NEW YORK -- This is one number that can't be put on hold any longer.
New phone customers in Manhattan will start to see phone numbers with the new 646 area code starting July 1. New customers in other parts of the city will be assigned 347 numbers after Oct. 1.
Only newly ordered phone lines in New York City will be assigned the new codes, allowing customers with the coveted 212 status symbol and 718 code to hang on to those numbers. State regulators chose last year to use the "overlay" method that lays the new code on an existing area rather than splitting Manhattan or other parts of New York geographically.
Originally, the New York Public Service Commission had planned to introduce 646 in Manhattan in April 1998 and 347 in the other four boroughs as of January 1999.
But the process was delayed as the state commission pushed federal regulators to bend their procedures.
To help protect new competitors, the Federal Communications Commission requires that residents in areas with multiple codes dial the code plus the number for all calls. That way, a new pizza restaurant, for example, with a 646 phone number won't be disadvantaged because customers with 212 numbers would rather call a pizza spot in their own code.
The New York commissioners, however, say that they can still encourage competition while allowing New Yorkers just to dial the seven-digit number.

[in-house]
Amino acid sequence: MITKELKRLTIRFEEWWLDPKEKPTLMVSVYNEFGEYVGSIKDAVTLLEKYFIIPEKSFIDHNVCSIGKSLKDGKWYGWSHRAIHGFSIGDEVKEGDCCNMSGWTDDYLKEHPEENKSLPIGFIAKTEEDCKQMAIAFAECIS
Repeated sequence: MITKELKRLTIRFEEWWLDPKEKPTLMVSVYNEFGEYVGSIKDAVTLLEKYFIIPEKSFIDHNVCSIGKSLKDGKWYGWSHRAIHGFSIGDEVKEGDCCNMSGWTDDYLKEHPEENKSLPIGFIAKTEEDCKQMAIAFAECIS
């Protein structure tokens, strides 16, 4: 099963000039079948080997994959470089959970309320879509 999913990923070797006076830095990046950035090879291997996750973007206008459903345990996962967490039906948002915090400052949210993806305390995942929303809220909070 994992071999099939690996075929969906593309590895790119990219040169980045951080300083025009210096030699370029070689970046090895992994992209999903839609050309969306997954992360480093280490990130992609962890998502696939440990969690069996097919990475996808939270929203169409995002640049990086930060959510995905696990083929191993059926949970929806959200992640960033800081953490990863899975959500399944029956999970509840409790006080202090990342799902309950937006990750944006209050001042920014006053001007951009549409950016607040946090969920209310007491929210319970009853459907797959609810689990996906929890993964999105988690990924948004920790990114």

Earlier this year, the FCC rejected the state commission's request for an exemption to its rule but is allowing the state to use seven-digit dialing until April 2000. The state is asking the FCC to reconsider and has promised even to sue the federal regulators if they insist on imposing the rule after the temporary period is up.
But even as the two sides battle over the technical issues, the numbers available are becoming extremely scarce.
Telephone companies, including the new competitors to Bell Atlantic, are doled out telephone numbers in blocks of 10,000 and only 160,000 of the 7.6 million possible numbers remain in 212 while 718 has about 920,000 unused numbers. Telephone companies have to go through a lottery to get any of those remaining lines and in some cases, that has left some empty-handed.
Pub Date: 12/17/98